The patient's laboratory data showed white blood cells 15.4 × 1000/mcL, hemoglobin 12.7 g/dL, platelets 347 × 1000/mcL, international normalized ratio 1.1, glucose 160 mg/dL, sodium 116 mEq/L, potassium 4.1 mEq/L, chloride 85 mEq/L, CO2 19 mEq/L, blood urea nitrogen 6 mg/dL, creatinine 0.58 mg/dL, serum osmolality 250 mOsm/kg, uric acid 3 mg/dL, phosphorus 2.8 mg/dL, calcium 8.3 mg/dL, magnesium 1.1 mg/dL, alanine transaminase 20 U/L, aspartate transaminase 27 U/L, total bilirubin 0.8 mg/dL, thyroid stimulating hormone 2.19 mcIU/ml, albumin 2.8 g/dL, and cortisol 23.8 mcg/dL. His urinalysis showed specific gravity 1.005, pH 6, negative leukocyte esterase, negative nitrite, white blood cells 0-2, red blood cells 0-3, urine sodium 35 mEq/L, urine chloride 37 mEq/L, urine potassium 11 mEq/L, urine creatinine 26 mg/dL, and urine osmolality 182 mOsm/kg. A computed tomography scan of his abdomen and pelvis with intravenous contrast revealed a new abscess adjacent to the previously seen sigmoid carcinoma with local lymphadenopathy and hepatic metastatic disease.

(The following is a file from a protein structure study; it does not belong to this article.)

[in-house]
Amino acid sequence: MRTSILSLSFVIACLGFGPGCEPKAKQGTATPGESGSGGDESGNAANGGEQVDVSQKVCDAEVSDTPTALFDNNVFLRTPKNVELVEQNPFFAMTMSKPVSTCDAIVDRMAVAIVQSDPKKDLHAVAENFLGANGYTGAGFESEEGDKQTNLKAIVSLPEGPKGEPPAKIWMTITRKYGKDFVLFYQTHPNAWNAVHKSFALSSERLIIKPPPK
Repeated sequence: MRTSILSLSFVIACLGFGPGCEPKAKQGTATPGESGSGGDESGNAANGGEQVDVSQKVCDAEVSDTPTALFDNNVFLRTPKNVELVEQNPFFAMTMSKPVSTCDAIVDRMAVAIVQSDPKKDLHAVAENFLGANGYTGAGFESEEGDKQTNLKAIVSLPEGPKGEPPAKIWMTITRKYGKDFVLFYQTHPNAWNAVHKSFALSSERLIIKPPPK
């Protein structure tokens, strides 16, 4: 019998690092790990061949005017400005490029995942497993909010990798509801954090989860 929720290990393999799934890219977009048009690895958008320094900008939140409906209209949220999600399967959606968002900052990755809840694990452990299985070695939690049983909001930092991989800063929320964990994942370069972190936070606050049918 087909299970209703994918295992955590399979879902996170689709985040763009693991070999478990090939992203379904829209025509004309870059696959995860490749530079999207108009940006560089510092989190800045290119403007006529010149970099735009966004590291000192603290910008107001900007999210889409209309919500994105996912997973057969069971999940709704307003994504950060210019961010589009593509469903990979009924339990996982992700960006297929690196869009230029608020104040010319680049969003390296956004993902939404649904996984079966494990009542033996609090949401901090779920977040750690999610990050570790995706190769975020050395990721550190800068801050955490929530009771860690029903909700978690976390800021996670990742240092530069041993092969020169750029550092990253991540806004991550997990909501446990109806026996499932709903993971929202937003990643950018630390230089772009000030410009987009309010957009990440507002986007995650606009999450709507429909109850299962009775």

The patient received 1 L of 0.9% sodium chloride intravenously in the Emergency Department and was started on antibiotics for the sigmoid abscess. The surgical consultant did not recommend surgical intervention. He received intravenous thiamine and magnesium supplementation for his history of heavy alcohol drinking and hypomagnesemia. He was encouraged to increase his oral intake with a normal diet as tolerated. He subsequently underwent a brisk diuresis of approximately 1.8 L during the first 8 hours. His intravenous fluid was promptly discontinued and the patient's serum sodium was checked every 2 to 3 hours to monitor for overly rapid correction. His serum sodium increased by 8 mEq/L in the first 24 hours and 14 mEq/L in the first 48 hours. His serum sodium remained between 130 mEq/L and 133 mEq/L